Senate committee opposing crypto bill poses legislative roadblock in Australia

The committee found the proposed legislation could lead to regulatory arbitrage, potentially undermining the digital asset industry in Australia

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Heath Doman/Shutterstock, modified by Blockworks

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Australia’s Senate Economics Legislation Committee has recommended against passing a key digital asset bill, citing it as an inadequate vehicle for implementing regulation in the country. 

The Digital Assets (Market Regulation) Bill, first introduced by Liberal Senator Andrew Bragg in March, aimed to create a licensing framework for digital assets including cryptocurrencies and CBDCs.

The committee, while supportive of further regulation for the industry, raised several concerns on Monday, according to the committee’s report.

Notably, it emphasized Australia’s existing financial product regulations are well-developed but found that digital assets require further legislative attention.

“The bill lacks the detail and certainty that investors, consumers, and the industry should be provided with,” the committee said in its report.

Australia is currently in the midst of regulatory reform surrounding the asset class. A three-stage approach, under the incumbent Labor government, will initially bolster resources for the country’s securities regulator, ASIC. The aim will be to increase surveillance around registration.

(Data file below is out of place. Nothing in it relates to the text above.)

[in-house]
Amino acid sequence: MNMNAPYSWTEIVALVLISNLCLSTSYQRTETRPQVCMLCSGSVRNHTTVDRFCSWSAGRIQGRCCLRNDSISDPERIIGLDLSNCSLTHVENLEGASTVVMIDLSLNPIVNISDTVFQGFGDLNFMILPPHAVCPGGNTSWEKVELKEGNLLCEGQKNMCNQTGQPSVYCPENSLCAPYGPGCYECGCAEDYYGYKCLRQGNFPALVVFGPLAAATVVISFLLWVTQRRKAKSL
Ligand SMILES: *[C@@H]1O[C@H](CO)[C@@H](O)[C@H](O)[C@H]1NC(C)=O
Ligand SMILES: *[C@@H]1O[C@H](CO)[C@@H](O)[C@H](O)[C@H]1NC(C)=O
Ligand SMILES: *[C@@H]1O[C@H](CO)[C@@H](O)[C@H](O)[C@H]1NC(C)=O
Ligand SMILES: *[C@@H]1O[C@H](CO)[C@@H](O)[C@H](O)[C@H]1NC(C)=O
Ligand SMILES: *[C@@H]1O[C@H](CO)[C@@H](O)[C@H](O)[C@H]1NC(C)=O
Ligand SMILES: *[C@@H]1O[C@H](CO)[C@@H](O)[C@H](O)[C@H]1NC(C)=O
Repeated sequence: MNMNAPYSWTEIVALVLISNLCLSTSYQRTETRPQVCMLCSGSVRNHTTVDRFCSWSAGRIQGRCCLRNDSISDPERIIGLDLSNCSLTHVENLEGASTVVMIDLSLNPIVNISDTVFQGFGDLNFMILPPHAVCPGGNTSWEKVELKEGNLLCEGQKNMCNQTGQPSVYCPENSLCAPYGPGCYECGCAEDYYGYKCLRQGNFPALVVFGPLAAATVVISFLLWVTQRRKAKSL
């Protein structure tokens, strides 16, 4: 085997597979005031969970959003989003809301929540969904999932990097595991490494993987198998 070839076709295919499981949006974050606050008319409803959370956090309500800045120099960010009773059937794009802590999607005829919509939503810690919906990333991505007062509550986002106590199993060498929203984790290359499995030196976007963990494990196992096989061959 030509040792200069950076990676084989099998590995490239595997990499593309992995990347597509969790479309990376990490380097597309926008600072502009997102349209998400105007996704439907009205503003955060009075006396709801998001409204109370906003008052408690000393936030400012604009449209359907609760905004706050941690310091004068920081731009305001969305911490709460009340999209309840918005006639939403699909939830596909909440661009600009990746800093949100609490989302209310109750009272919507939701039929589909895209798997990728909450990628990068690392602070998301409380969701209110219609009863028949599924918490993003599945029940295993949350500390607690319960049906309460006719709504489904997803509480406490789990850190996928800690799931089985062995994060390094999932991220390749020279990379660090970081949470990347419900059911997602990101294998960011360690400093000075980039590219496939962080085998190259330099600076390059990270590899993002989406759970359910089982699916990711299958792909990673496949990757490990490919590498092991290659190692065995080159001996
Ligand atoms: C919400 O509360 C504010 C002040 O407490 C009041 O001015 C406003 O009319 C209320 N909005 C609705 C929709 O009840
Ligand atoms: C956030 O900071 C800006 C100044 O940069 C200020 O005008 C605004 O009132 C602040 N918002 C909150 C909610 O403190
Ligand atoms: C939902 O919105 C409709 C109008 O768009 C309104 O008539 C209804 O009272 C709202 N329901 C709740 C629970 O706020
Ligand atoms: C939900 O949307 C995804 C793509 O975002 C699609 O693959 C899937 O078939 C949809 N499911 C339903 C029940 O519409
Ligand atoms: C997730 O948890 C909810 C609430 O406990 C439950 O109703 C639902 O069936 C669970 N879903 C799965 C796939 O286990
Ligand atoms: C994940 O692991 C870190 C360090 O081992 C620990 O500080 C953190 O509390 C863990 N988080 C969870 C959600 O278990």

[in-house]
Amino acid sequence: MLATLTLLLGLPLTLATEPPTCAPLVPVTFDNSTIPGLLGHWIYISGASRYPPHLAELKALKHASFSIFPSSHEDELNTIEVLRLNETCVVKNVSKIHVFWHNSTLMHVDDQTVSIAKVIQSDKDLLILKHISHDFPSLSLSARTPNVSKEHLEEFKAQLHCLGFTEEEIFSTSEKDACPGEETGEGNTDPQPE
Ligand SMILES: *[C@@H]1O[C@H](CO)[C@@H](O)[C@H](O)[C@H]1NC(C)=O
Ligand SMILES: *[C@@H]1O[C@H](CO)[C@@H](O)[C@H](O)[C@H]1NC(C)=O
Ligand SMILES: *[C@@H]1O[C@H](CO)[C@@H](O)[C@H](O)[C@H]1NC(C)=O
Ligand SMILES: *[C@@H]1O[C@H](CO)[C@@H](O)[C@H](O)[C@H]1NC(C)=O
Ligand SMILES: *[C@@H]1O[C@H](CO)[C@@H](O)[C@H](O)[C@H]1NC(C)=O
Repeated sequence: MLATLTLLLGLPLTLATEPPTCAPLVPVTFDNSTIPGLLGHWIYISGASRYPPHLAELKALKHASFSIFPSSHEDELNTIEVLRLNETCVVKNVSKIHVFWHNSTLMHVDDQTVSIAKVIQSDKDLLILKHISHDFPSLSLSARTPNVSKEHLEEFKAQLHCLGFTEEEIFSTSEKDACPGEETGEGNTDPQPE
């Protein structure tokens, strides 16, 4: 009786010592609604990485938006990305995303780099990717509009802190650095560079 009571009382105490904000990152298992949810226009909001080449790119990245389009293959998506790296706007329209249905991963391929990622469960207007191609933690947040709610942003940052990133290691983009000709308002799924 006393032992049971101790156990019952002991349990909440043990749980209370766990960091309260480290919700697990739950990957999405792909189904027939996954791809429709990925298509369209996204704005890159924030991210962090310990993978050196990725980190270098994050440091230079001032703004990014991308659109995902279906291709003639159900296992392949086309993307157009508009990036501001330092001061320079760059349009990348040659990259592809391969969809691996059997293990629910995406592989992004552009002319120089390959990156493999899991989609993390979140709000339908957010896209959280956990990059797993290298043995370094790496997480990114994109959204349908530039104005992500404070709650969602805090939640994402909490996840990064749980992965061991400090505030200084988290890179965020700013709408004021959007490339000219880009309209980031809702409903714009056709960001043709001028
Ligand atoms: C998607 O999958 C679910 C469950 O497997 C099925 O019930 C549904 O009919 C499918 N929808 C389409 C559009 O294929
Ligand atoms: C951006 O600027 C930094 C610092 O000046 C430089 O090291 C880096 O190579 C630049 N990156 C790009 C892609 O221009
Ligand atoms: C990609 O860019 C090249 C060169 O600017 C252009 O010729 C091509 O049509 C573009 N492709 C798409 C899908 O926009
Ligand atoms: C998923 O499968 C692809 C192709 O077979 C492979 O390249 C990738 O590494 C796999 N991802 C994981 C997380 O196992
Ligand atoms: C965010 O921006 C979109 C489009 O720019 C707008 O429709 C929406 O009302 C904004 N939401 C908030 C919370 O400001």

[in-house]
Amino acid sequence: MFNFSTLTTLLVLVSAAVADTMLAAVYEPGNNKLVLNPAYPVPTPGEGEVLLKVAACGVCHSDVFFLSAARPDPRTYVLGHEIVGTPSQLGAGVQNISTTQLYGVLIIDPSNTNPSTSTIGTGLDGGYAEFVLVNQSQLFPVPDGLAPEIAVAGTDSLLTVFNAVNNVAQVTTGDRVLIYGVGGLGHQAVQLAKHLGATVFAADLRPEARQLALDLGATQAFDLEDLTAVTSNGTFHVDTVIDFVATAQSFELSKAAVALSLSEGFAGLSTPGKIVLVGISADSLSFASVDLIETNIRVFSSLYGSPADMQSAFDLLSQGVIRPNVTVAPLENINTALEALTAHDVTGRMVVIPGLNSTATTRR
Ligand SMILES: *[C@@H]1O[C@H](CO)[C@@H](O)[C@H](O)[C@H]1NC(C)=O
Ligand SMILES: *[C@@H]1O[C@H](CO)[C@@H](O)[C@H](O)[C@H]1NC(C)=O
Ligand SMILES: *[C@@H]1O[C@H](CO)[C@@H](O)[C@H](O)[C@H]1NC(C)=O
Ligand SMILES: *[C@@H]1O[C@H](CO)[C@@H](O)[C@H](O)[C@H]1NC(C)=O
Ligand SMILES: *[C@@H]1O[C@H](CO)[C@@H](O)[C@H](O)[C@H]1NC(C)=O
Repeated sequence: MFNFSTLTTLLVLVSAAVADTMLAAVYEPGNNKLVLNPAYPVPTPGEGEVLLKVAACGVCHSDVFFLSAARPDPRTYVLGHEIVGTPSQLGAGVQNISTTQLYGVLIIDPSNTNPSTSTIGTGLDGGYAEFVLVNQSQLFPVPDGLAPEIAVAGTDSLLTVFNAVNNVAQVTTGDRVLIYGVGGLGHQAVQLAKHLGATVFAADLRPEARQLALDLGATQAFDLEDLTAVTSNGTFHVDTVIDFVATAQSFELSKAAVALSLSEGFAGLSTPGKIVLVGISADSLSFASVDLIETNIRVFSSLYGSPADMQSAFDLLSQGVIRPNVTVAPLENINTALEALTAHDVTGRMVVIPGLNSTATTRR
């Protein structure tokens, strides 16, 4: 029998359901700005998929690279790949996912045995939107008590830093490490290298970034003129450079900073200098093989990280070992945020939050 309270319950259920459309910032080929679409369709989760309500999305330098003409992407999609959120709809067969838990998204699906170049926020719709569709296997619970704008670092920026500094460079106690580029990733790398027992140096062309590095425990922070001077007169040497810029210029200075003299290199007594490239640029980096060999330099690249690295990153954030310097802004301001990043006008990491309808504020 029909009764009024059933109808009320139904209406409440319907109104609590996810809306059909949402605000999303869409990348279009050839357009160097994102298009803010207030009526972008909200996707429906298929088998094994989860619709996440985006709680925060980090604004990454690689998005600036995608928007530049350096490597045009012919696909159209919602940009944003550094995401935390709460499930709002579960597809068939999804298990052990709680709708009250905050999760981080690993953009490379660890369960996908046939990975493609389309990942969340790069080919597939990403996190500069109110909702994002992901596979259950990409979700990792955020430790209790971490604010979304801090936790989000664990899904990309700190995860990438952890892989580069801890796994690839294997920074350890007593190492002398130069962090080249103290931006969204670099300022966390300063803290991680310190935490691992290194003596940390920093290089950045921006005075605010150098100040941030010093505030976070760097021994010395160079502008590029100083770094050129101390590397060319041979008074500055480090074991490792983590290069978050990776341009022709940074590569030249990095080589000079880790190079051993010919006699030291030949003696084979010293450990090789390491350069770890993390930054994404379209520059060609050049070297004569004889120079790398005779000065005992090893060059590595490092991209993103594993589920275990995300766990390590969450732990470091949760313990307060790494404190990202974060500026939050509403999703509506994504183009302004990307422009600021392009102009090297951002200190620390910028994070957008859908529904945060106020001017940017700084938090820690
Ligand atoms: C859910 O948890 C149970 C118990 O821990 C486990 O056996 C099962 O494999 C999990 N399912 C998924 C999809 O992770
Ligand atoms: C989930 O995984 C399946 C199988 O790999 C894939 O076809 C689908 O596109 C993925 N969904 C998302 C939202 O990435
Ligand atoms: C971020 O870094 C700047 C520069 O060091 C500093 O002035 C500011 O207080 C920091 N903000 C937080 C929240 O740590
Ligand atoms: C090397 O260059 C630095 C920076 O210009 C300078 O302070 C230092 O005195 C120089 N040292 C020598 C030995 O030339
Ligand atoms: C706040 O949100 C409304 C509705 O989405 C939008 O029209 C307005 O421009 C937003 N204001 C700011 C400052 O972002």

The second and third stages will see the reformation of licensing and custody rules for digital asset service providers as part of findings from the “Australia as a Technology and Financial Centre Senate select committee” spearheaded by Bragg two years ago.

The committee’s recommendations on Monday will likely slow down the legislative process but aim to ensure a more stable and robust framework for digital asset regulation in Australia.

One of the major shortcomings of the legislation, the committee said, is its misalignment with international regulatory standards, a concern voiced by multiple inquiry participants.

Adding to the regulatory concerns, the committee expressed apprehension that the bill’s insufficient integration with the existing financial regulatory landscape could lead to regulatory arbitrage, potentially undermining the digital asset industry in Australia.

Despite its criticism, the committee commended the Australian Government’s recent initiatives to consult with industry stakeholders, terming them as “the most appropriate approach” for future digital asset regulation. 

“Well-designed digital assets regulation can strike the right balance between improved consumer protections and support for industry development,” the committee said.

While it has stalled further legislative progress, the committee is urging the government to continue its consultations to craft more suitable legislation.


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